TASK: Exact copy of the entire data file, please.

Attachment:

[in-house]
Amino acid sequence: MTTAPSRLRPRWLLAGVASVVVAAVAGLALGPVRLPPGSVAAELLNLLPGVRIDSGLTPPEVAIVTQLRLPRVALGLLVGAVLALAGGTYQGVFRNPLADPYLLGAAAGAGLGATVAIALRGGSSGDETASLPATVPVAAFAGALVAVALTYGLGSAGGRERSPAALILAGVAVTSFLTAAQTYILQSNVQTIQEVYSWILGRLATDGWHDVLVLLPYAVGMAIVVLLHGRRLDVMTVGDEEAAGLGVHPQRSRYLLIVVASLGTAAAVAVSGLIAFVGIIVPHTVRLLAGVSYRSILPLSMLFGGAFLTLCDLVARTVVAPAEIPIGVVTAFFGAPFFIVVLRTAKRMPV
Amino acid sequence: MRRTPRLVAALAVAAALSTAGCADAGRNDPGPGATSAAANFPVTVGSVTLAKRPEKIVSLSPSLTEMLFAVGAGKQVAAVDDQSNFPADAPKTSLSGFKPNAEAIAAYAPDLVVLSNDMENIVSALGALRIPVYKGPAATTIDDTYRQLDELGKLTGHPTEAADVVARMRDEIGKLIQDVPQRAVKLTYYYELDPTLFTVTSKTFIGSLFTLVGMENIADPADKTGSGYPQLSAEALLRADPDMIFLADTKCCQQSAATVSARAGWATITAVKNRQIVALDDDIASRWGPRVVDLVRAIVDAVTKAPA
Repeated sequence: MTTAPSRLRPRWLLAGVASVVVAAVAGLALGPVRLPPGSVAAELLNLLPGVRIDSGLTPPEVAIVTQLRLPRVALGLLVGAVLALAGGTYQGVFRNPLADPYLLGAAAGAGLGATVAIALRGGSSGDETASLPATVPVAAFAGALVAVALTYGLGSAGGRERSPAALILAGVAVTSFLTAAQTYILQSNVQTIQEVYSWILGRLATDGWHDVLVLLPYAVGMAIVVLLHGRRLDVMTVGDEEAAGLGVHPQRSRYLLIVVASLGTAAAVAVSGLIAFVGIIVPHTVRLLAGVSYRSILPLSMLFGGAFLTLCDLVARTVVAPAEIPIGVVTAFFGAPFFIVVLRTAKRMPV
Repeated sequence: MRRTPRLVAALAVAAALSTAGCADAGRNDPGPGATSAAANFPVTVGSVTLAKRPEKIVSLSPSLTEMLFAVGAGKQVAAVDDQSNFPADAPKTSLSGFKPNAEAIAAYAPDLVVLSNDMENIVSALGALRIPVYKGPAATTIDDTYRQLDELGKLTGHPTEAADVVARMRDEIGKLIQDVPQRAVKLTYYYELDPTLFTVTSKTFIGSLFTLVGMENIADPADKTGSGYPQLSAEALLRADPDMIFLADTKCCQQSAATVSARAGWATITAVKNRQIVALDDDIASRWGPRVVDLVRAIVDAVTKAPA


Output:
[in-house]
Amino acid sequence: MTTAPSRLRPRWLLAGVASVVVAAVAGLALGPVRLPPGSVAAELLNLLPGVRIDSGLTPPEVAIVTQLRLPRVALGLLVGAVLALAGGTYQGVFRNPLADPYLLGAAAGAGLGATVAIALRGGSSGDETASLPATVPVAAFAGALVAVALTYGLGSAGGRERSPAALILAGVAVTSFLTAAQTYILQSNVQTIQEVYSWILGRLATDGWHDVLVLLPYAVGMAIVVLLHGRRLDVMTVGDEEAAGLGVHPQRSRYLLIVVASLGTAAAVAVSGLIAFVGIIVPHTVRLLAGVSYRSILPLSMLFGGAFLTLCDLVARTVVAPAEIPIGVVTAFFGAPFFIVVLRTAKRMPV
Amino acid sequence: MRRTPRLVAALAVAAALSTAGCADAGRNDPGPGATSAAANFPVTVGSVTLAKRPEKIVSLSPSLTEMLFAVGAGKQVAAVDDQSNFPADAPKTSLSGFKPNAEAIAAYAPDLVVLSNDMENIVSALGALRIPVYKGPAATTIDDTYRQLDELGKLTGHPTEAADVVARMRDEIGKLIQDVPQRAVKLTYYYELDPTLFTVTSKTFIGSLFTLVGMENIADPADKTGSGYPQLSAEALLRADPDMIFLADTKCCQQSAATVSARAGWATITAVKNRQIVALDDDIASRWGPRVVDLVRAIVDAVTKAPA
Repeated sequence: MTTAPSRLRPRWLLAGVASVVVAAVAGLALGPVRLPPGSVAAELLNLLPGVRIDSGLTPPEVAIVTQLRLPRVALGLLVGAVLALAGGTYQGVFRNPLADPYLLGAAAGAGLGATVAIALRGGSSGDETASLPATVPVAAFAGALVAVALTYGLGSAGGRERSPAALILAGVAVTSFLTAAQTYILQSNVQTIQEVYSWILGRLATDGWHDVLVLLPYAVGMAIVVLLHGRRLDVMTVGDEEAAGLGVHPQRSRYLLIVVASLGTAAAVAVSGLIAFVGIIVPHTVRLLAGVSYRSILPLSMLFGGAFLTLCDLVARTVVAPAEIPIGVVTAFFGAPFFIVVLRTAKRMPV
Repeated sequence: MRRTPRLVAALAVAAALSTAGCADAGRNDPGPGATSAAANFPVTVGSVTLAKRPEKIVSLSPSLTEMLFAVGAGKQVAAVDDQSNFPADAPKTSLSGFKPNAEAIAAYAPDLVVLSNDMENIVSALGALRIPVYKGPAATTIDDTYRQLDELGKLTGHPTEAADVVARMRDEIGKLIQDVPQRAVKLTYYYELDPTLFTVTSKTFIGSLFTLVGMENIADPADKTGSGYPQLSAEALLRADPDMIFLADTKCCQQSAATVSARAGWATITAVKNRQIVALDDDIASRWGPRVVDLVRAIVDAVTKAPA